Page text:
Apple’s still-in-beta operating systems will automatically redirect News+ subscribers to the Apple News app when they click on links from a News+ publisher.
In other words, if you click or tap on a link to a paywalled story published by a News+ partner — including stories from our own Extra Crunch membership program — iOS 14, iPadOS 14 and macOS Big Sur will take you straight to the article page in the News+ app, even when the link ostensibly points to the publisher’s own website.
Tony Haile (who founded the ad-free subscription news service Scroll) tweeted about the change this morning, and I’ve been able to replicate it myself.
The experience should be familiar to (for example) New York Times app readers who, when they click on a web link, are taken straight to the article page in the NY Times app. (In TechCrunch’s case, I noticed that Apple even prompts users to open the News app when they click on stories that aren’t paywalled.)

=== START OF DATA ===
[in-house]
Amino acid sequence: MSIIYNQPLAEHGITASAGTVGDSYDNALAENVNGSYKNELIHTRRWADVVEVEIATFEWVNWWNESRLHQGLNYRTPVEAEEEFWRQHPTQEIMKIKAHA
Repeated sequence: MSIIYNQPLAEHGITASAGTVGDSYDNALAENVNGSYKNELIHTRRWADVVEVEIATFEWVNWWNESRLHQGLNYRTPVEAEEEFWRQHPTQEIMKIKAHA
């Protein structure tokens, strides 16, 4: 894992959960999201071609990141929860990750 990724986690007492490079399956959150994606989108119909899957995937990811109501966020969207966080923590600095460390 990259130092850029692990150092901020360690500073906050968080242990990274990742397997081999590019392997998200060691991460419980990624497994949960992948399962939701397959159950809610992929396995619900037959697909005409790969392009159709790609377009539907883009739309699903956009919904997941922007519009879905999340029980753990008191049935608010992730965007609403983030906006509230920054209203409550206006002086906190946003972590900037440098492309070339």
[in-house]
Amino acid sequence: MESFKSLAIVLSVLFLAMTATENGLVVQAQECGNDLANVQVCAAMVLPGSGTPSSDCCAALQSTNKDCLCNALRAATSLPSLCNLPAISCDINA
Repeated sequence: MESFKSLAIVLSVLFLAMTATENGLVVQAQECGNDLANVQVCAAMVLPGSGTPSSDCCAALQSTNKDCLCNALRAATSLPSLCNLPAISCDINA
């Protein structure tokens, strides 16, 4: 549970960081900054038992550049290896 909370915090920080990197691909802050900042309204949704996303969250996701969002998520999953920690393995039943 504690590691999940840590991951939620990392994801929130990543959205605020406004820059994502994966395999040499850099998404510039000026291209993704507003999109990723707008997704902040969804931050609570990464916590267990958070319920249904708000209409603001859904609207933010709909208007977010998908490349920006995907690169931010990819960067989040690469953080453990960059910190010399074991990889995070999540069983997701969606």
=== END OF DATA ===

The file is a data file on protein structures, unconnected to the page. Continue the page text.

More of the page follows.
This addresses one of the more frustrating elements of being a News+ subscriber: Although your $9.99 monthly subscription gets you access to paywalled stories from publishers like The New Yorker and the Wall Street Journal, you only get access via the News app — not the publishers’ websites. So I’ve often seen something I want to read on Google or Twitter, but instead of clicking the link, I have to open the News app and track down the story.
So this seems like it should significantly improve the reader experience, even if it might be a little disconcerting at first. And it only applies to News+ subscribers, who are opted-in but will have the option to turn off the “Open Web Links in News” feature in their News settings.
But as Haile noted, publishers may be less excited about the change: “Any strategic rationale that Apple News+ represents a separate channel/audience is now gone. This directly cannibalizes a publishers’ core subscription audience.”
Although Apple has not released News+ subscriber numbers, there have been several reports — including a November 2019 story from CNBC —suggesting that the service has struggled to attract new subscribers after signing on 200,000 users in the first 48 hours after launch. And Digiday reported that publishers have been underwhelmed with revenue.